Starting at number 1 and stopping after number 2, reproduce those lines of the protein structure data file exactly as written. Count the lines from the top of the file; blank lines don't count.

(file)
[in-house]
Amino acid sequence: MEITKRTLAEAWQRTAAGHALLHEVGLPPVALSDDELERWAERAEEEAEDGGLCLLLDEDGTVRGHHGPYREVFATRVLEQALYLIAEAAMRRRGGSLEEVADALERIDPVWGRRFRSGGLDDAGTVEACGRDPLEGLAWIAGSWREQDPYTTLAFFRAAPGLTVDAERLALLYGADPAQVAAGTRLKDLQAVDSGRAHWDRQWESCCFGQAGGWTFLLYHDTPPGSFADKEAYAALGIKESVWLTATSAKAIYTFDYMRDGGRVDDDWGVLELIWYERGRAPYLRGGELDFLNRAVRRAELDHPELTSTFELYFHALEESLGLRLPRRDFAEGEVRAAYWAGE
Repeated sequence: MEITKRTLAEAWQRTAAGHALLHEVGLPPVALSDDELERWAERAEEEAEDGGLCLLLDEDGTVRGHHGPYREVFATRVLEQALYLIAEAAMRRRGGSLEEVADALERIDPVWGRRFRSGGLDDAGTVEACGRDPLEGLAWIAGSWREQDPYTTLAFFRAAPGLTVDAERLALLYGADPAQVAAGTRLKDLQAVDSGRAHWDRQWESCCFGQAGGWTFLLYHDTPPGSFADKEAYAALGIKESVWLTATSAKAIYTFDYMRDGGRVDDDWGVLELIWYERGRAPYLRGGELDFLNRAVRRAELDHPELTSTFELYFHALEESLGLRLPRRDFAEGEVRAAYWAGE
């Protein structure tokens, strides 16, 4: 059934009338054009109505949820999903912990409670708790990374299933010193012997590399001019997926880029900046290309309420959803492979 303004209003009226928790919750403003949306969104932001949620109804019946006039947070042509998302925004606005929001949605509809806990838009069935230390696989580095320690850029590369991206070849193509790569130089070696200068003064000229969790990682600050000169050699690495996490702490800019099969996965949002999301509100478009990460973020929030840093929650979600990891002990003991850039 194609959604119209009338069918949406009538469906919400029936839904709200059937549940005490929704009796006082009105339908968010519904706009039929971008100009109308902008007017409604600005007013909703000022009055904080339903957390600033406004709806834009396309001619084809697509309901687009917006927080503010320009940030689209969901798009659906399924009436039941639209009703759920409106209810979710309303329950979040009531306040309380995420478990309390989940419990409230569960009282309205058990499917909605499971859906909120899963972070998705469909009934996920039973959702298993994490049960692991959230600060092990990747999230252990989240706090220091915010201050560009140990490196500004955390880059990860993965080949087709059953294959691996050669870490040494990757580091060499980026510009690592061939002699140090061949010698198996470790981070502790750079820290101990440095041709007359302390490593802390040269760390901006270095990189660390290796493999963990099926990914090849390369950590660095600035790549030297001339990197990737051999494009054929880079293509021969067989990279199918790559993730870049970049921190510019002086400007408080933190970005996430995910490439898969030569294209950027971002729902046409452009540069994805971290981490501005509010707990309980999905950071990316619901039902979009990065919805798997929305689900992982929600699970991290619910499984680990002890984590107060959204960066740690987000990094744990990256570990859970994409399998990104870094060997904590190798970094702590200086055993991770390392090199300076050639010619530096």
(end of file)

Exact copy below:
[in-house]
Amino acid sequence: MEITKRTLAEAWQRTAAGHALLHEVGLPPVALSDDELERWAERAEEEAEDGGLCLLLDEDGTVRGHHGPYREVFATRVLEQALYLIAEAAMRRRGGSLEEVADALERIDPVWGRRFRSGGLDDAGTVEACGRDPLEGLAWIAGSWREQDPYTTLAFFRAAPGLTVDAERLALLYGADPAQVAAGTRLKDLQAVDSGRAHWDRQWESCCFGQAGGWTFLLYHDTPPGSFADKEAYAALGIKESVWLTATSAKAIYTFDYMRDGGRVDDDWGVLELIWYERGRAPYLRGGELDFLNRAVRRAELDHPELTSTFELYFHALEESLGLRLPRRDFAEGEVRAAYWAGE